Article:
Ceridian-UCLA Pulse of Commerce Index down 0.6 percent in October
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Like in previous months, stagnant freight volumes, especially on the trucking side, appear to be the norm., according to the most recent Ceridian-UCLA Pulse of Commerce Index (PCI), which reported a 0.6 percent decline in October.
This decline follows a 0.5 percent and 1.0 percent declines in September and August, respectively, marking the PCI’s first three-month decline since January 2009.
The PCI, according to Ceridian and UCLA, is based on an analysis of real-time diesel fuel consumption data from over-the-road trucking and is tracked by Ceridian, a provider of electronic and stored value card payment services. The PCI data is accumulated by analyzing Ceridian’s electronic card payment data that captures the location and volume of diesel fuel being purchased by trucking companies. It is based on real-time diesel fuel purchases using a Ceridian card by over the road truckers at more than 7,000 locations across the United States.
The PCI closely tracks the Federal Reserve’s Industrial Production data as well as GDP growth.
“The October data begins the fourth quarter on a down note. October is also an especially important siren for the holiday season,” said Ed Leamer, chief PCI economist and director of the UCLA Anderson Forecast, in a statement. “We have had a recovery ‘time out. Since May’s peak, trucking has receded 8.3 percent. Fortunately, the full stew of economic information does not appear to foretell a double dip in the coming. Rather, the economic malaise that set-in this summer is still very much with us.”
On a year-over-year basis, the PCI is up 4.1 percent compared to October 2009, but the report points out that annual PCI increases have been declining since May 2010, which was up 9.0 percent compared to May 2009. Since that time, June was up 8.6 percent, July was up 8.0 percent, August was up 6.0 percent, and September was up 5.8 percent.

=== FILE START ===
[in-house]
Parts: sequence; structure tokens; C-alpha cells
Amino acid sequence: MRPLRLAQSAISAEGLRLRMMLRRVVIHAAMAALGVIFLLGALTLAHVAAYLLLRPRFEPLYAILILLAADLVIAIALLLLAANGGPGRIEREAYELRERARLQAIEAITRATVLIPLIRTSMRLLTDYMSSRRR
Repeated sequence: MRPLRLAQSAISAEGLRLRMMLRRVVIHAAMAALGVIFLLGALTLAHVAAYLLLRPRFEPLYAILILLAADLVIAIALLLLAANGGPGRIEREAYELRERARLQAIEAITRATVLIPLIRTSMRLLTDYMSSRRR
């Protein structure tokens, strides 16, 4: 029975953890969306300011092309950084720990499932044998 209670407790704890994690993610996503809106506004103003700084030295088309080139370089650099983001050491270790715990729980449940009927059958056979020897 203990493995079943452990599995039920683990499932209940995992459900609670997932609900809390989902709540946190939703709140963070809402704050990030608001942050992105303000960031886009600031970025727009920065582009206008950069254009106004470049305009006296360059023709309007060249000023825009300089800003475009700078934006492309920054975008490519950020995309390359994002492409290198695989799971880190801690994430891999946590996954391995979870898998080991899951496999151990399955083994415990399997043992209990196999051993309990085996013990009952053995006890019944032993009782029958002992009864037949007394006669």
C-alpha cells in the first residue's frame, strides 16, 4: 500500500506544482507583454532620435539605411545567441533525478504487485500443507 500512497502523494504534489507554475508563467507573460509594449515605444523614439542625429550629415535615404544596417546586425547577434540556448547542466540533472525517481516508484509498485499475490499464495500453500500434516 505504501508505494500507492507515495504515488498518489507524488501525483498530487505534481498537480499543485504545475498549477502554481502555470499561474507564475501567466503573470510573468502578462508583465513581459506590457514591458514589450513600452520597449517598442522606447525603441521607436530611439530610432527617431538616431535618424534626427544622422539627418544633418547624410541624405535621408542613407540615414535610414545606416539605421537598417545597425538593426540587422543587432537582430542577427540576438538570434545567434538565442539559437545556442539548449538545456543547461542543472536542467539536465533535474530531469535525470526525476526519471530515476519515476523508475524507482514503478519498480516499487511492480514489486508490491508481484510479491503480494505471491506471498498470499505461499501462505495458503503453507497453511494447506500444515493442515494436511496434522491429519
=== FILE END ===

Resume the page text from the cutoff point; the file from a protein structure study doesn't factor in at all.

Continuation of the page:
And with October showing continued slow growth the PCI report said that with October typically being a peak month for domestic trucking, a disappointing holiday season may be en route.
“The key message here is that the economy has stalled,” said Todd Dooley, Ceridian Senior Vice President of Finance, in an interview. “It has not grown on a sequential basis since May and that does not bode well in a broader sense. The slight silver lining on an annual basis is that the economy is continuing to grow, albeit at a slower rate than when it peaked in May.”
Dooley said that the current situation falls short of the type of economic recovery that is needed to put people back to work and make people feel comfortable about the economy again, which has been a consistent message of the PCI, especially in recent months.
What’s more, there are not any clear signs to change that outlook in the fourth quarter, which is worrisome, explained Dooley.
This has been made evident by sluggish consumer spending and an unemployment rate still hovering just below ten percent, among other economic indicators.
About the AuthorJeff Berman Jeff Berman is Group News Editor for Logistics Management, Modern Materials Handling, and Supply Chain Management Review. Jeff works and lives in Cape Elizabeth, Maine, where he covers all aspects of the supply chain, logistics, freight transportation, and materials handling sectors on a daily basis. Contact Jeff Berman
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